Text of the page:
Stanley Horton: Theologian of a Movement
By Ken Horn
Stanley M. Horton: Shaper of Pentecostal Theology by Lois E.
Olena with Raymond L. Gannon (Springfield, Mo.: Gospel Publishing House) was
released this year. In March, Evangel Editor Ken Horn was one of the presenters
as Dr. Horton was honored at the Society for Pentecostal Studies in Eugene,
Ore. The following is adapted from those comments.
Stanley Horton penned his first words in the Pentecostal
Evangel in a far different world than we live in today. Yet, if he was penning
his first words today I suspect they would be the same. His very first words in
the magazine were: “I am glad the Lord has given me a Pentecostal experience.”
Pneumatology — the study of the Holy Spirit — would become a prime
area of his focus.
His first article — published Feb. 12, 1949, when he
was at Central Bible College, “We Need the Supernatural Today!” — shows
he was not tied to abstract theology. To the contrary, Dr. Horton’s theology
— especially his theology of the Holy Spirit — has never been
abstract or pedantic. It has always had its practical, experiential side.
Before I came to the Pentecostal Evangel I was already
familiar with Dr. Stanley Horton the author and theologian. As a pastor I had
used his curriculum and books. When Logion Press was launched under his
guidance, I quickly snapped up Systematic Theology, Isaiah, Bible Doctrines: A
Pentecostal Perspective (Assemblies of God’s 16 Fundamentals of the Faith) and
I and II Corinthians.
I was aware that he was a frequent contributor to the
Pentecostal Evangel, but it was not until I came to the magazine more than 12
years ago that I became keenly aware of the sheer breadth of his theology and
the prolific nature of his pen.
As I learned the differences in the writing craft of pastor,
professor and Christian journalist, I came to realize the rarity of those who
can write on academic, pastoral and popular levels effectively. Dr. Stanley
Horton is one of the few.
Dr. Horton’s works are almost all theological. Some are
topical; others, expository or exegetical. But in all, he is a student of the
Word, clearly explaining the Bible’s meaning as it sheds light on doctrine … or
doctrine as it is formulated by Scripture.
Dr. Horton edited the ambitious Complete Biblical Library (Ralph Harris, executive editor) and was chairman of the editorial committee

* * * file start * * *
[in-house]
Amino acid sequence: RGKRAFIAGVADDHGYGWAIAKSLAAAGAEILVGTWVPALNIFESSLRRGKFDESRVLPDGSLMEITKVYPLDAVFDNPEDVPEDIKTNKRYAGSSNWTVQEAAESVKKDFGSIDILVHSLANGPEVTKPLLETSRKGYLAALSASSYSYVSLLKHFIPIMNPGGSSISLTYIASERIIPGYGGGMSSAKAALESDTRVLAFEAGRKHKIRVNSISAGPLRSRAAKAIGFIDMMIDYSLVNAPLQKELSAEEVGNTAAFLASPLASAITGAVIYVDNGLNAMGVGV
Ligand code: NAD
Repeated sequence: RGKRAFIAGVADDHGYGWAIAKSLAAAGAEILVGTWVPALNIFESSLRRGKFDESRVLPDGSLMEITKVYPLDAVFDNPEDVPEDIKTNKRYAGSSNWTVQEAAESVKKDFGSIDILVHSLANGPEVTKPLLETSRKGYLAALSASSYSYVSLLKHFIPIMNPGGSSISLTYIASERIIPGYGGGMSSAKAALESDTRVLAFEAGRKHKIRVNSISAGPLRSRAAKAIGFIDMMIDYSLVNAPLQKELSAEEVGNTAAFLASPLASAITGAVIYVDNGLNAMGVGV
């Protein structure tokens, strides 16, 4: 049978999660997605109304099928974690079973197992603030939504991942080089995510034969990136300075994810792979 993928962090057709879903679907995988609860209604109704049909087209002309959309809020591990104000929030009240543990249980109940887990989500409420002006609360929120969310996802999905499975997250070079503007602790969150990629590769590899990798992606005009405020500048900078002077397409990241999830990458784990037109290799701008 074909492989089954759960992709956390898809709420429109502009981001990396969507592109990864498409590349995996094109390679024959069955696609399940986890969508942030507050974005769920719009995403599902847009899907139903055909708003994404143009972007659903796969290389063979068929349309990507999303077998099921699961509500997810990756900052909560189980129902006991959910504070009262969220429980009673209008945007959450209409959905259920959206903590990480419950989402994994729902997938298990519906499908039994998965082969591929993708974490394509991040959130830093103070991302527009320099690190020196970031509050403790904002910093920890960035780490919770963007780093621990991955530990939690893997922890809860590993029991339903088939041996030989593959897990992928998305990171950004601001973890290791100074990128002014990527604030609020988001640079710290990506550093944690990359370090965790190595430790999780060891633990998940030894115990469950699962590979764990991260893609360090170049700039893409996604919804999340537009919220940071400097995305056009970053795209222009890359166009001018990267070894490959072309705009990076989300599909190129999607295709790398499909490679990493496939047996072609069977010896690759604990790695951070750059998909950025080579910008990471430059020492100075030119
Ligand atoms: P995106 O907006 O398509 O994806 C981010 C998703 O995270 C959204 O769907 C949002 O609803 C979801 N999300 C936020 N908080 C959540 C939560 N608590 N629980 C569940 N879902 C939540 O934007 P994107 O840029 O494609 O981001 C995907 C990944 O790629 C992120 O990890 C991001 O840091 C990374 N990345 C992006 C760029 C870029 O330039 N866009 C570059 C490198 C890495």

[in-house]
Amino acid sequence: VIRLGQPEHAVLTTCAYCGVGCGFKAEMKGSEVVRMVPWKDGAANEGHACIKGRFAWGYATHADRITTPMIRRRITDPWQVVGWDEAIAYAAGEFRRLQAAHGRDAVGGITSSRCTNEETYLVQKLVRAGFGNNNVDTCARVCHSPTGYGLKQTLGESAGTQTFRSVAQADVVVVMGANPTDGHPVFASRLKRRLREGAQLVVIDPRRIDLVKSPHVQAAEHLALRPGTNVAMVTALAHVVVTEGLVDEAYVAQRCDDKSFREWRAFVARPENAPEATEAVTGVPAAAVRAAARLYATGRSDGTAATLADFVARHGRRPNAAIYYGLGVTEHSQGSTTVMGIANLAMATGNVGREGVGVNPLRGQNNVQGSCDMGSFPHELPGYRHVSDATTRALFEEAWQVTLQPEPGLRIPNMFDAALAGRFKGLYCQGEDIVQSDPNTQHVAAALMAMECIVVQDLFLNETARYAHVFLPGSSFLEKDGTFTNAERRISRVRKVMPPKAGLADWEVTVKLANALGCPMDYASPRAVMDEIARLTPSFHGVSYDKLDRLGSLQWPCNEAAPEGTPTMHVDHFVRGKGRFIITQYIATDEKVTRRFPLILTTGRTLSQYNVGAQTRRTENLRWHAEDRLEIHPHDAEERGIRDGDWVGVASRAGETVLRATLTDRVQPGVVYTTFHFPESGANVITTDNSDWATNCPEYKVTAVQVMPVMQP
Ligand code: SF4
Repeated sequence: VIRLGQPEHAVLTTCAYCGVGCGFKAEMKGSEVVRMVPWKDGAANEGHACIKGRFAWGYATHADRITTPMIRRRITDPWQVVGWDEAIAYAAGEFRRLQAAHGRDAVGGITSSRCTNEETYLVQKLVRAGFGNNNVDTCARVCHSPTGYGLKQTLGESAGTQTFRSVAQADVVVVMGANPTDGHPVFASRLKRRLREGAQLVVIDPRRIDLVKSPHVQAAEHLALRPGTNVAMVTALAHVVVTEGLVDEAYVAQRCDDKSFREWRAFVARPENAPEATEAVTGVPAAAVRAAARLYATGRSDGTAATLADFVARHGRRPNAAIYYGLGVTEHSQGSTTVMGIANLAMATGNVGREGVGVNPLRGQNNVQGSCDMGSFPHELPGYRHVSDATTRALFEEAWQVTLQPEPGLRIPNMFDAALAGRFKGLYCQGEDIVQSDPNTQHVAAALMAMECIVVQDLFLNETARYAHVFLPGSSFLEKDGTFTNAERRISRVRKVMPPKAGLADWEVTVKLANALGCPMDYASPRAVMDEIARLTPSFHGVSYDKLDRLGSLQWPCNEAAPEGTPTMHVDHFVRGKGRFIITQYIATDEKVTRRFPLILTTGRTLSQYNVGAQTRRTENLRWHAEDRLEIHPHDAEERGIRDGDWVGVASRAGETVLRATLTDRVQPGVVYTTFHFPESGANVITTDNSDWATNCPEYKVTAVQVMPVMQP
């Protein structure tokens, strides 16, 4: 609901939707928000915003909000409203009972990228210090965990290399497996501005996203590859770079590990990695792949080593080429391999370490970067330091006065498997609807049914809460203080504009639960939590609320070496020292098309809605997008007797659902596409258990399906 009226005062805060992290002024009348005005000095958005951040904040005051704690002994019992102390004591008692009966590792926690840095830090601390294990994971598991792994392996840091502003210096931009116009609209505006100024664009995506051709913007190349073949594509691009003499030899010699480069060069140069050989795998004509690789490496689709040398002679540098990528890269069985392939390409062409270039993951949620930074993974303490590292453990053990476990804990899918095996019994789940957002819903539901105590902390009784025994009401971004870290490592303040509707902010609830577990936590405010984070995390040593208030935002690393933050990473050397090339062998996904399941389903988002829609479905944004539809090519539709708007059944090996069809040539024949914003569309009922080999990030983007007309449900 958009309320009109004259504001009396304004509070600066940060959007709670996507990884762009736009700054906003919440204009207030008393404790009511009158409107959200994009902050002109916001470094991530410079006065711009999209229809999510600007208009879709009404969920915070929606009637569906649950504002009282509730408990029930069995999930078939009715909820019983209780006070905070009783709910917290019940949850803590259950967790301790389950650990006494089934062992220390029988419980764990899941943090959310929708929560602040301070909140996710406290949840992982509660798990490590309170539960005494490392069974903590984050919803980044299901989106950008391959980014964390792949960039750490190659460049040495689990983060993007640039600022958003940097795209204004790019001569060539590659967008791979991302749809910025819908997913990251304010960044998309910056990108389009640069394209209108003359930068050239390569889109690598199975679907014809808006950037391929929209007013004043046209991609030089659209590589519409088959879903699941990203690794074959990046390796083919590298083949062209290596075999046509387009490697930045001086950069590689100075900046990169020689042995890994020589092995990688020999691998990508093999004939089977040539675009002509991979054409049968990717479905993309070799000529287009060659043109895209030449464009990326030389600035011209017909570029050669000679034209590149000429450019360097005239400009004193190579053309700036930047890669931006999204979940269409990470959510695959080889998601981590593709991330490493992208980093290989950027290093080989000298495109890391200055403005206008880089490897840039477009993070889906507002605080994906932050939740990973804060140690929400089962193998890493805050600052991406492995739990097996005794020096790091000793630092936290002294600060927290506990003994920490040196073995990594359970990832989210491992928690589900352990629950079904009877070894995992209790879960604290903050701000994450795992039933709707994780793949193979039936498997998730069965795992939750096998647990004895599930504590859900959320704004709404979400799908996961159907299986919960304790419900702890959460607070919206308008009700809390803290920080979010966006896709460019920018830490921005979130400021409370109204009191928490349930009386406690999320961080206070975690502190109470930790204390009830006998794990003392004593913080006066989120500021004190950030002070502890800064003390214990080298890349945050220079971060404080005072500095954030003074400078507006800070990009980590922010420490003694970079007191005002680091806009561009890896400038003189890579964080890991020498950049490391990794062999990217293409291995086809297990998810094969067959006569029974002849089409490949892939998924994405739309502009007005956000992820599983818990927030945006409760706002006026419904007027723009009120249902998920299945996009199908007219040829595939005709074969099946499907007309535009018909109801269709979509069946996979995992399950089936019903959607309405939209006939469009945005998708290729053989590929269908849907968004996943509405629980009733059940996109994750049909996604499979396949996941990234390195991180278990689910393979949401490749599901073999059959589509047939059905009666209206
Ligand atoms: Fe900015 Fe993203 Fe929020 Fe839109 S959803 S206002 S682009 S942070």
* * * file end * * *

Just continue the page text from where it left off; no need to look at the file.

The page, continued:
for portions of The Full Life Study Bible and the 2003 reprint, Life in the
Spirit Study Bible.
I hesitate to mention any of Dr. Horton’s books, since he is
such a prolific author. A complete bibliography is posted on the Flower
Pentecostal Heritage Center Web site at www.iFPHC.org/Horton.
Horton’s major theological themes have been pneumatology,
eschatology (the study of the end times), and, more specifically, the study of
“There can be little doubt,” says Shaper of Pentecostal
Theology co-author Raymond Gannon, “that Stanley Horton’s most important text
was What the Bible Says About the Holy Spirit, first published in 1976.”
Horton has confronted the aspects of dispensationalism that
are unfriendly to Pentecostalism, especially the doctrine of cessationism
— the teaching that the gifts of the Holy Spirit ceased at the close of
the New Testament canon.
Horton agrees that the Holy Spirit occupies every believer,
but his theology is a strong voice for perpetuity of the gifts of the Holy
Also high on Dr. Horton’s list of subjects is eschatology.
Note his Our Destiny: Biblical Teachings on the Last Things and a large
percentage of the body of his work.
His theology of Israel has been a welcome inclusion to those
who believe that God is not through with that nation.
But, perhaps surprisingly to some, one of Dr. Horton’s
greatest areas of impact has been in the pages of the weekly magazine of the
Assemblies of God where he has been, perhaps, the most prolific writer over a
period of six decades. The longest lists in his bibliography are his articles
and columns — several hundred of them — in the Pentecostal Evangel.
Dr. Horton has analyzed the Hebrew and Greek for us in
popular word studies.
(For example, he corrected: YHWH Rapha to YHWH Ropheka.)
He has been responding to questions with short and
to-the-point answers for most of those 60 years of writing. His shorter answers
have appeared primarily in his “Inside the Bible” column or the more recent
Dr. Horton has answered questions that are easy, hard,
controversial, obscure, practical … every kind. Such as:
“Is it biblical to have women deacons?” (“Yes.”)
“Why do we speak of ‘baptized in the Holy Spirit’ instead of
“Is it scriptural to pray for people and to expect them to
fall over backward?”
“What about generational curses?”
And many others.
Dr. Stanley Horton has been given many titles. I recommend
we include “Man of the Spirit.” That is a fitting name for a man whose
influential theology has all been undergirded by his first words in our
magazine 60 years ago: “I am glad the Lord has given me a Pentecostal
And we are glad the Lord has given us a Pentecostal
theologian, Dr. Stanley Horton.
KEN HORN is editor of the Pentecostal Evangel and blogs at
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